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An Introduction To Non-aristotelian Systems And General Semantics.

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238 IV. STRUCTURAL FACTORS IN A LANGUAGES
As a further illustration of the mechanism of abstracting, we may suggest the observation of Weber that if, for instance, a room is lighted with 100 candles, and if one more candle is brought in, the increased illumination will be appreciated very slightly. But not so if we had a room illuminated with 1000 candles. In this case, we should not appreciate the addition of one candle at all. Ten candles should be introduced to make an appreciable difference in our perceptions. The Weber law, as it is called, stated that in the above case 1/100 of the original strength of the stimulus is needed to make a change appreciable. For light, the fraction is about 1/100; for noise, about 1/3; for pressure, it varies between 1/30 and 1/10; for weight, between 1/70 and 1/40 in various parts of the body.
If we use compasses and experiment with pricks, we find that in different parts of the body the limit of the distance apart of the points when we feel one prick and yet have two, is different,
On the tip of the tongue this limit is......................... 1 mm.
On the palmar surface of third phalanx of forefinger.......... 2 mm.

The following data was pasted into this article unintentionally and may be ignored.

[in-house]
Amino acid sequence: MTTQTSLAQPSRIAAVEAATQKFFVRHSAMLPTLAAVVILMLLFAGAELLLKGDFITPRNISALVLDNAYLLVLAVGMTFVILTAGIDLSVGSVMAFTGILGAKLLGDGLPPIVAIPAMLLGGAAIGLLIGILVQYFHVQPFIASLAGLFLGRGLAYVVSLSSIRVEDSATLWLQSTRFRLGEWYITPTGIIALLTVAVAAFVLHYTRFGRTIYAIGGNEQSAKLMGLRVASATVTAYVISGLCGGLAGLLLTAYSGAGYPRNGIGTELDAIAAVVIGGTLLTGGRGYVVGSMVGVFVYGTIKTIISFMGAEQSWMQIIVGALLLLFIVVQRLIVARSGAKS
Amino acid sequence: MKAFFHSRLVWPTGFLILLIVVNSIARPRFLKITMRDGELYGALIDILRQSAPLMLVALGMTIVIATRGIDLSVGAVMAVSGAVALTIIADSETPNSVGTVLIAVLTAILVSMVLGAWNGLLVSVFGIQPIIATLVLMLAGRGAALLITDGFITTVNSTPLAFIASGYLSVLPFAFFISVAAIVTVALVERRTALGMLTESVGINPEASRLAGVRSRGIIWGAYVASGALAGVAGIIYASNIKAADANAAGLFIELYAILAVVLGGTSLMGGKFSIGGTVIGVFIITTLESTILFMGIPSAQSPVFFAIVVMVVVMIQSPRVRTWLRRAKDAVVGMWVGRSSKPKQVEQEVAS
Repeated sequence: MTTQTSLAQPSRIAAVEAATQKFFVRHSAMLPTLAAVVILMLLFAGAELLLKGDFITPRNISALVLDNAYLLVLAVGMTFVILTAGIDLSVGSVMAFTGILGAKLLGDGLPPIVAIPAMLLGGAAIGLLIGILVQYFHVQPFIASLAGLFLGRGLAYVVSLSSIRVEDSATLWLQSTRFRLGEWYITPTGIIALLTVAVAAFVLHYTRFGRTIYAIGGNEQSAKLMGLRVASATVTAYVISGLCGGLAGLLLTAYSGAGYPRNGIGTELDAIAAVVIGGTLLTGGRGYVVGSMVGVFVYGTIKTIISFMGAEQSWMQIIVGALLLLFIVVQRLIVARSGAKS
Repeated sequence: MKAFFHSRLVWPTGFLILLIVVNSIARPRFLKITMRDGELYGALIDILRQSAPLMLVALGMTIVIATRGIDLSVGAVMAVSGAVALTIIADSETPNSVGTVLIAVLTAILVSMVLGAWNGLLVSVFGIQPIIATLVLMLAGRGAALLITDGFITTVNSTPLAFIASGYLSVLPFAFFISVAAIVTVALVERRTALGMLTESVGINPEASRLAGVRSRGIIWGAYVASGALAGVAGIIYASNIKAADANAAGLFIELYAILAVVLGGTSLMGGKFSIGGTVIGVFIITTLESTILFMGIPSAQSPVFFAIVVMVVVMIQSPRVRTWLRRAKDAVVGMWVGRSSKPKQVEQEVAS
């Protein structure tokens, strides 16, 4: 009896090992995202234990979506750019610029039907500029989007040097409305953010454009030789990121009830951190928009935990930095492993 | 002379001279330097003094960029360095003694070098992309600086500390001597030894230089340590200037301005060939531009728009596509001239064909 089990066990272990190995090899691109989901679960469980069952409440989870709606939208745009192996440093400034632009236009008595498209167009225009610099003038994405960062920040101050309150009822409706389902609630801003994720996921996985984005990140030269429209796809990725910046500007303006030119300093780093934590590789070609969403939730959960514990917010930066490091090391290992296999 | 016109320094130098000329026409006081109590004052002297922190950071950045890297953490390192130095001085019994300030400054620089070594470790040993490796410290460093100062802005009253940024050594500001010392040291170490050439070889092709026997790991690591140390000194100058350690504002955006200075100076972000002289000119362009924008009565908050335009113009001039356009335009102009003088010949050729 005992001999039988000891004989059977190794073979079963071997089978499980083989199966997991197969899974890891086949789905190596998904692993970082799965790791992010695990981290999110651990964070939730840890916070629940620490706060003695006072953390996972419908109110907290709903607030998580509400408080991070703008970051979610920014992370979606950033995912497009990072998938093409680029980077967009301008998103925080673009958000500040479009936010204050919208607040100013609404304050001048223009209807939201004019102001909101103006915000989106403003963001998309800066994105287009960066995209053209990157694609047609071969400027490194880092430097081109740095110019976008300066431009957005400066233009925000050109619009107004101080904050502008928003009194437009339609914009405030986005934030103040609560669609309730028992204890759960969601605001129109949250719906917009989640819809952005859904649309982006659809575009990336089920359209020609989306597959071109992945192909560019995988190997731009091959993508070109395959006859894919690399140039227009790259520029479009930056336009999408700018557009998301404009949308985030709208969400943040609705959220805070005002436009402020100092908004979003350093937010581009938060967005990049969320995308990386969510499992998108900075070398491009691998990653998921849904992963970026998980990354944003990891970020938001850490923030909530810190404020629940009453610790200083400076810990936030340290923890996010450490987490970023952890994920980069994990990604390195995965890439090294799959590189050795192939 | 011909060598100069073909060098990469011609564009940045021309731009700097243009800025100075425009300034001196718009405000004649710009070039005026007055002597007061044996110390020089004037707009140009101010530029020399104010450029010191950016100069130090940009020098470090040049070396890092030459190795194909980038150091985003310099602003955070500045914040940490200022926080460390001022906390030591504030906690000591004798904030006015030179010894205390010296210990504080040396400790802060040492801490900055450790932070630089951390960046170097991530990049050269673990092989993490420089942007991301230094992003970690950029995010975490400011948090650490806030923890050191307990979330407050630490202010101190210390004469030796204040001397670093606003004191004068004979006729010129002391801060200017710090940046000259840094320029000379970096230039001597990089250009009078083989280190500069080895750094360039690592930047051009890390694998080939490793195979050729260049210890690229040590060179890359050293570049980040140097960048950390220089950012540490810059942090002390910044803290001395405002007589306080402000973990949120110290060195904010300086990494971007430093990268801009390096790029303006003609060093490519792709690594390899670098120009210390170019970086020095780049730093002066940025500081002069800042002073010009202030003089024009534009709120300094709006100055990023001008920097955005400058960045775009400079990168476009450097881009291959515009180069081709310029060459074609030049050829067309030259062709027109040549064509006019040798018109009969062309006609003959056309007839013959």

On the palmar surface of second phalanges of fingers.......... 4 mm.
On the palm of the hand................................... 10 mm.
On the dorsal surface of first phalanges of fingers.............14 mm.
On the back of hand......................................25 mm.
On the upper and lower parts of forearm....................37 mm.
On the middle thigh and back..............................62 mm.2
A 'sensation' requires appreciable 'time' (timer by a clock) for its development. Part of the 'time' is spent at the end-organ, part in conveying the nervous impulse along the nerves to the brain and part in the brain. A 'sensation' usually outlasts the stimulus, and often a single stimulus produces a whole series of 'after-sensations'.
As compared with the 'sensations' obtained from pain spots, touch is quicker in its development and persistence. With a vibrating string, 1500 vibrations a second are recognizable by touch as vibrations. At, over 1552 vibrations a second, the vibratory character is lost, and we feel only continuous pressure. A toothed revolving wheel gives the feeling of smoothness (and 'continuity') when the teeth meet the skin at the rate of from 480 to 680 per second.3
The above given tables and facts are deeply significant. We see, first of all, that structurally we are immersed in a world full of energy manifestations, out of which we abstract directly only a very small portion, these abstractions being already coloured by the specific functioning and structure of the nervous system - the abstractors. Very probably, there are many more energy manifestations which, as yet, we have not